Zimbabwe African National Union

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Zimbabwe African Nationalist Union - (ZANU)
Leader Herbert Chitepo
President Ndabaningi Sithole
Secretary-General Robert Mugabe
Spokesperson Edgar Tekere
Founder Enos Nkala,
Ndabaningi Sithole,
Edgar Tekere,
Herbert Chitepo,
Robert Mugabe
Founded 8 August 1963 (1963-08-08)
Ideology African nationalism
Left-wing nationalism
Social democracy
Democratic socialism
Political position Left-wing
Colours green, yellow
This article is about the political formation during the period 1963-1980. For the military formation, see ZANLA. For the post-1980 history of the politcial party, see ZANU-PF. For the political party led by Ndabaningi Sithole and Wilson Nkumbula, see ZANU-Ndonga.

The Zimbabwe African National Union was a militant organisation that fought against the white minority government in Rhodesia, formed as a split from the Zimbabwe African People's Union (ZAPU). ZANU won the 1980 elections under the leadership of Robert Mugabe, and seven years later merged again with Joshua Nkomo's ZAPU to form ZANU-PF, the current governing party of the country.

Formation[edit]

ZANU was formed 8 August 1963[1] when Ndabaningi Sithole, Henry Hamadziripi, Mukudzei Midzi, Herbert Chitepo, Edgar Tekere and Leopold Takawira decided to split from ZAPU at the house of Enos Nkala in Highfield.[2] The founders were dissatisfied with the militant tactics of Nkomo. In contrast to future developments, both parties drew from both the Shona and the Ndebele, the two major tribes of the country. Both ZANU and ZAPU formed political wings within the country (under those names) and military wings: the Zimbabwe African National Liberation Army (ZANLA) and the Zimbabwe People's Revolutionary Army (ZIPRA) respectively to fight the struggle from neighbouring countries – ZANLA from Mozambique and Zambia, and ZIPRA from Zambia and Botswana.

Operations in exile[edit]

Most of ZANU's operations were planned from exile, where the party leadership was based throughout the 1970s, when the party had offices in Lusaka, Dar-es-Salaam, Maputo and London.[3]

Relationship with armed wing[edit]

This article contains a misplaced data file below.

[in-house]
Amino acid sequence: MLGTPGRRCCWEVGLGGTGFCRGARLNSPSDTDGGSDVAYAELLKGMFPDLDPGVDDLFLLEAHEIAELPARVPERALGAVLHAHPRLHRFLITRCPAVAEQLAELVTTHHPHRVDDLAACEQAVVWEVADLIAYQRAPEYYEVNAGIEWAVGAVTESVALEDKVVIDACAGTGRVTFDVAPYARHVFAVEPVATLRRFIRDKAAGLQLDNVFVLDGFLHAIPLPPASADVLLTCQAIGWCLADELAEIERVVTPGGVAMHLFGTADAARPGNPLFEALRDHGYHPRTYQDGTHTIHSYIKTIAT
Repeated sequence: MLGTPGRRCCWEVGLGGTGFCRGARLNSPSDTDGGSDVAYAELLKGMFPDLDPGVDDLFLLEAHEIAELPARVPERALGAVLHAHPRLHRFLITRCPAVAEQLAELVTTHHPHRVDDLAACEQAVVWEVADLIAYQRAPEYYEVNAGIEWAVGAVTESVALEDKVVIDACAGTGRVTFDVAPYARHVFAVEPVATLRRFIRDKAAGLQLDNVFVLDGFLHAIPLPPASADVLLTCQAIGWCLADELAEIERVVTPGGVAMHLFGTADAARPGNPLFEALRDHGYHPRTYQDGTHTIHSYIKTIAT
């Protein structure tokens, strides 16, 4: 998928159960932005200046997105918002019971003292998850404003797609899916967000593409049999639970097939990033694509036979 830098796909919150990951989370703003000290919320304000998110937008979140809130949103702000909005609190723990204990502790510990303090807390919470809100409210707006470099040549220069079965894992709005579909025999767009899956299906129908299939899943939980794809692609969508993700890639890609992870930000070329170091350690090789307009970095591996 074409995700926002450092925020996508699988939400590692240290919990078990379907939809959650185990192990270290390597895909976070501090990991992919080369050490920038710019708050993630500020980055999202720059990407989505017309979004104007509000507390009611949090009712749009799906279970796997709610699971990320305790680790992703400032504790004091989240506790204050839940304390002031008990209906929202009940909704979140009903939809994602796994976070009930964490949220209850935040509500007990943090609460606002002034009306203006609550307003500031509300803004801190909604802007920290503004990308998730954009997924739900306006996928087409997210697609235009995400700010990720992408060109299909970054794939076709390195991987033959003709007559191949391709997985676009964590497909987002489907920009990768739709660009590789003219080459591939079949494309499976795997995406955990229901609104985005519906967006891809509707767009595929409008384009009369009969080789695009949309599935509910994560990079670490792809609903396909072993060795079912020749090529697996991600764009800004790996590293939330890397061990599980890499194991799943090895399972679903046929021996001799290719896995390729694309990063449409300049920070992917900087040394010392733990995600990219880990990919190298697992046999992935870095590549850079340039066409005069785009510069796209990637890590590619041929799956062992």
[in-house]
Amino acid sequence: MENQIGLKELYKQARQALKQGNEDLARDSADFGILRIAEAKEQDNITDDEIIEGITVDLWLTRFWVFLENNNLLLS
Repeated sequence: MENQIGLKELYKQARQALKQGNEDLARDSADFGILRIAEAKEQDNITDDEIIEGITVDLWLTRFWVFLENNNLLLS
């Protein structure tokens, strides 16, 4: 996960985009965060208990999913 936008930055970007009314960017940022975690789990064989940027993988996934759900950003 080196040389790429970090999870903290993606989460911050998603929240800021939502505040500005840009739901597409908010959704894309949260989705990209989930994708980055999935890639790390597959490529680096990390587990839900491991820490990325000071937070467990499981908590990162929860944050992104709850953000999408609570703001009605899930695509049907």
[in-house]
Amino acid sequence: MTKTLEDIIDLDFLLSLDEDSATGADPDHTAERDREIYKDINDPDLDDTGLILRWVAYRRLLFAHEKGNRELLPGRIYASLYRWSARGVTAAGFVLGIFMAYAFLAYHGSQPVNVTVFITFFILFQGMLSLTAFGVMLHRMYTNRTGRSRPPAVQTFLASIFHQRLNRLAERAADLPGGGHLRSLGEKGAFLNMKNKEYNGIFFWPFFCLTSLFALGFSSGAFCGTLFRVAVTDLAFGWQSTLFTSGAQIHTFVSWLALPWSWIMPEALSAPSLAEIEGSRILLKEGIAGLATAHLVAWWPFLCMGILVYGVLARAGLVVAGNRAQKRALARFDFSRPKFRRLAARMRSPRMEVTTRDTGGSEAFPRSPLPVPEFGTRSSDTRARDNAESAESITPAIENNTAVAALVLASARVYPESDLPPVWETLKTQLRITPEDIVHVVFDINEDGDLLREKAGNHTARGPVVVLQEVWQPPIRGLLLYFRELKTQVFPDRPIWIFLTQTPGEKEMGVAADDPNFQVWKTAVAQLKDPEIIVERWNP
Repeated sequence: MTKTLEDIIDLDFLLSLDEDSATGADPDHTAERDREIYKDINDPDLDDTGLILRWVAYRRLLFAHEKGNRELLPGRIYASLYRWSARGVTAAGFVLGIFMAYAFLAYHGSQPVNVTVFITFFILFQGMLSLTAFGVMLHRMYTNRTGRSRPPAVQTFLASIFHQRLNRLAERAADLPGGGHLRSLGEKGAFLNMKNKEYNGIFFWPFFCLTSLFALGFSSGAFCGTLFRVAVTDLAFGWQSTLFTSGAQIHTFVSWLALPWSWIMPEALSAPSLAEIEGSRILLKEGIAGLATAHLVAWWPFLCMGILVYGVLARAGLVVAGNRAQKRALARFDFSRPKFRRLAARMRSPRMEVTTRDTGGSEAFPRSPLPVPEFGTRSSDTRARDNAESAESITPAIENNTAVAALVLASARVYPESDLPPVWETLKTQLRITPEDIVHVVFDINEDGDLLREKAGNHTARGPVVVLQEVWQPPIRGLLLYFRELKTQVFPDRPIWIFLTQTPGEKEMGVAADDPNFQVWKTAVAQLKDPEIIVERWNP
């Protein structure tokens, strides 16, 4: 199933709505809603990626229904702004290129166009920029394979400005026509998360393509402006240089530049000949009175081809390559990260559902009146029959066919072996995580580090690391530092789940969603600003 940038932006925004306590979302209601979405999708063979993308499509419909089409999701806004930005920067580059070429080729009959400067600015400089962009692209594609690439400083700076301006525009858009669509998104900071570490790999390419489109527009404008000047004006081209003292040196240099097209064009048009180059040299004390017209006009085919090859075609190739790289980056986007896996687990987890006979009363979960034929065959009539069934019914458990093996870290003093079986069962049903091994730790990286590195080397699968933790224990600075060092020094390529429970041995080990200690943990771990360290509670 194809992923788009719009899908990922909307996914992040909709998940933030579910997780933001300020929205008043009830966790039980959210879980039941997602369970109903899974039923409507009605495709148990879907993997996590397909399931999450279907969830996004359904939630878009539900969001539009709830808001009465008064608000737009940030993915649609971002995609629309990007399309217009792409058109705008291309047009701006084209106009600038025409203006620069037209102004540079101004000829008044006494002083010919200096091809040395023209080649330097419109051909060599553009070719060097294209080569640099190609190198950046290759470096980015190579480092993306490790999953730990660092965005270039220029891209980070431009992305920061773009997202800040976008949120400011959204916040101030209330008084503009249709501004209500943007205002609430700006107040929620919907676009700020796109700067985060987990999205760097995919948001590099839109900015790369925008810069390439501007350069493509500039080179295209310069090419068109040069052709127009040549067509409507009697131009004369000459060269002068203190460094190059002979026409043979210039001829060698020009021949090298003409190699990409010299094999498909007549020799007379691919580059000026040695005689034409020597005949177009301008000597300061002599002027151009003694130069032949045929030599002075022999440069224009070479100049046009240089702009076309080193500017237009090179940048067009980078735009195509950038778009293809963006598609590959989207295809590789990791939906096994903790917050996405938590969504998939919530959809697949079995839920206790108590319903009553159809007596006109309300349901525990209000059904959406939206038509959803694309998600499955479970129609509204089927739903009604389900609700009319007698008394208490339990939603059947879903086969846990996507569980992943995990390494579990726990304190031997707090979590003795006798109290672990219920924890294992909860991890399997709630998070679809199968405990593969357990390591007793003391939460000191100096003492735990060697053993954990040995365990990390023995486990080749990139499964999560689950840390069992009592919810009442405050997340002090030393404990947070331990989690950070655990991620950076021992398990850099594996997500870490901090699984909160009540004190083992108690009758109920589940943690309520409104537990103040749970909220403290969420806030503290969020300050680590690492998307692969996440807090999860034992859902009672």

ZANLA was ZANU's military wing. Before 1980, it was very heavily dependent on China and other communist countries for finance and for arms supplies and for terrorism training.[4][5] Thus, it is easy to understand why ZANU wanted it to appear that they were receptive to Communist and Maoist ideology.

Leadership and splits[edit]

There were two splits within ZANU prior to independence. The first was with Nathan Shamuyarira and others leaving to join the Front for the Liberation of Zimbabwe (FROLIZI) in 1973[6] after Shamuyarira's bid for the party leadership was defated by Chitepo.[3]

Following the assassination of Chitepo on 18 March 1975, Sithole assumed leadership of the party, but faced immediate opposition from the more militant wing of ZANU, as Sithole was a proponent of détente. [7] This crisis grew with the Mgagao declaration where ZANLA leaders and guerillas declared their opposition to Sithole,[8] and led to the effective split of ZANU into a group led by Sithole, who renounced violent struggle, and the group led by Robert Mugabe and Simon Muzenda, with the support of ZANLA, who continued the murder and intimidation of farmers.[9] Both groups continued to use the name ZANU.

Sithole joined a transitional government of whites and blacks in 1979, led by Bishop Abel Muzorewa. When sanctions remained in place, he joined Muzorewa for the Lancaster House Agreement in London, where a new constitution and elections were prepared.

Zimbabwe independence[edit]

In the independence elections Mugabe and ZANU-PF (registered as a party with the added moniker of Patriotic Front to distinguish themselves from Sithole's group[3]) were swept to power but Sithole's group (registered as ZANU in 1980 and subsequently as ZANU-Ndonga) failed to win any seats.

See also[edit]

References[edit]

  1. ^ Ndlovu-Gatsheni, Sabelo J. (2009). Do 'Zimbabweans' Exist?. Peter Lang. p. 117. ISBN 9783039119417. Retrieved 7 August 2013. 
  2. ^ Sibanda, Eliakim (2005). The Zimbabwe African People's Union 1961–87: A Political History of Insurgency in Southern Rhodesia. Africa World Press. p. 321. ISBN 1-59221-275-1. 
  3. ^ a b c David Martin, Phyllis Johnson (1981). The Struggle for Zimbabwe: the Chimurenga war. Zimbabwe Publishing House. 
  4. ^ Smith, Ian (1997). The Great Betrayal. London: Blake Publishing. 
  5. ^ Reed, Douglas (1966). The Battle for Rhodesia. Cape Town: Haum (Standard Press, Ltd.). 
  6. ^ Fay Chung, Preben Kaarsholm (2006). Re-living the second Chimurenga: memories from the liberation struggle in Zimbabwe. Stylus Publishing. p. 160. 
  7. ^ Fay Chung, Preben Kaarsholm (2006). Re-living the second Chimurenga: memories from the liberation struggle in Zimbabwe. Stylus Publishing. p. 105. 
  8. ^ Fay Chung, Preben Kaarsholm (2006). Re-living the second Chimurenga: memories from the liberation struggle in Zimbabwe. Stylus Publishing. p. 146. 
  9. ^ Fay Chung, Preben Kaarsholm (2006). Re-living the second Chimurenga: memories from the liberation struggle in Zimbabwe. Stylus Publishing. p. 158.